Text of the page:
Groesbeck: The Dangers of Football

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The season is new, and there is an exciting atmosphere of students returning to school in the fall. The ambiance at sporting events is energetic and lighthearted. Of course, many people are thrilled for the debut of their favorite competitive sport: football.

Football season is all fun and games for players and fans — until a player is severely injured for the rest of his life. The whole football system is morally problematic. I refer to two of the biggest issues of football’s darker side: the injuries suffered by players on the field and the ignored violence against women in the big leagues.

There is no lack of evidence that football players suffer from multiple instances of brain damage. Efforts to make the safety equipment better are not working. In fact, they make the players feel safe enough to play harder — to hit harder. The speed and power with which football players ram their helmeted heads into other players is sloshing and smashing their brains. This game kills people who play it.

I believe wholeheartedly that people should be allowed to do what they want as long as it does not hurt anyone else. This includes allowing adults to do whatever they wish with their bodies. On the other hand, the world lures young adults into playing dangerous sports for others’ entertainment by offering them extreme wealth. If one 20-year-old says no, there is a line of others who will gladly say yes. Sure, there are many dangerous occupations in the world, but football is arguably only for societal entertainment, similar to the murderous gladiator contests in ancient Rome.

Football players are practically worshipped for what they can do on the field for their teams and fans, but concern for their personal well-being is not often demonstrated in any meaningful way beyond the game.

Not only is football immoral because of the harmful consequences to a player’s health, but it condones domestic violence towards women by turning a blind eye to blows sustained by women at the hand of many NFL players.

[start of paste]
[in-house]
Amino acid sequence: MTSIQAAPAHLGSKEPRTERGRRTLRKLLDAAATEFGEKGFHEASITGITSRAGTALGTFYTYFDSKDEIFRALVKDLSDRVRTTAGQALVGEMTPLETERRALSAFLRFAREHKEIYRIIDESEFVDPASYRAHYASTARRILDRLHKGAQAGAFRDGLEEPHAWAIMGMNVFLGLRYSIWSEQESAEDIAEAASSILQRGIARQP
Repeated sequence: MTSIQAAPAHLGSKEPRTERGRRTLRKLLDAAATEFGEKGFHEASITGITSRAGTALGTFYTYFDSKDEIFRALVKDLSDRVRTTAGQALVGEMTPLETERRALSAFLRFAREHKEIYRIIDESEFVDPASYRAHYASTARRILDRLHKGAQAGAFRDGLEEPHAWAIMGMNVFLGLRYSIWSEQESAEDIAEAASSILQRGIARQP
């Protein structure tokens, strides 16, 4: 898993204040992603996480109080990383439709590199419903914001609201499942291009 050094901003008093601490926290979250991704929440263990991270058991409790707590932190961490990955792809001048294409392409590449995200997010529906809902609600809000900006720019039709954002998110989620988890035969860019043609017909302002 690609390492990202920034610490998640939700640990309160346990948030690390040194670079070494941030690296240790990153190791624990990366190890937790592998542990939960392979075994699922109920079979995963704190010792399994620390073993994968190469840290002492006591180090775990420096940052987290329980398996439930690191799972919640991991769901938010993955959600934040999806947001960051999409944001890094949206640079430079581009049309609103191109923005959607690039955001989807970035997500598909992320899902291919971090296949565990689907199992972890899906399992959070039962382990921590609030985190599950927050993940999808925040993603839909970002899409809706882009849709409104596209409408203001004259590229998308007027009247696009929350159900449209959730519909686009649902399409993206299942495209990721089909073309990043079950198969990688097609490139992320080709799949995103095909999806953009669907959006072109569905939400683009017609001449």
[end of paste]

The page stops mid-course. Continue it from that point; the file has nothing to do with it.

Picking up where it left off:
This familiar horror consists of an athlete being accused of something terrible, a long and slow investigation, and a lightly punitive punishment, if any. This token process is repetitive and re-victimizing for the survivors of cases against boyfriends and husbands who continue to be enabled because of the NFL’s protection.

In 2014, Ray Rice was seen in a video knocking out his then fiancée Janay Palmer in a casino hotel. He was suspended and the league officials claimed they never saw it beforehand. Yet months earlier, a released video showed Rice dragging Palmer from the elevator and leaving her limp body on the floor. Since apparently the sport is more important than the individuals, Palmer was blamed for being a victim and Ray Rice was admired by his coaches and peers for being a great guy. The problems were brushed over.

There are countless acts of domestic violence in the NFL that are inadequately dealt with. Though the NFL has enforced a baseline six-game suspension for some players, it is rarely enforced. How is that enough of a message to say that we will not tolerate violence toward women from important public figures?

The NFL is in need of male leadership when it comes to setting a firm line against the acceptance of domestic violence against women. The silent group of players who are model husbands and fathers have the power to change the culture in the league. The league just needs to give them a consistent and well implemented platform.

If we, as a moral society, are to continue to enjoy football, then football players deserve to be given their humanity beyond the game. This means that we discourage violent moves on the field that cause long-term brain damage, and we punish violence off the field. We need to hold players to the same standard we would in any other domestic violence situation, offering protection for the women and requiring restitution and counseling for the offender.

letters@chronicle.utah.edu

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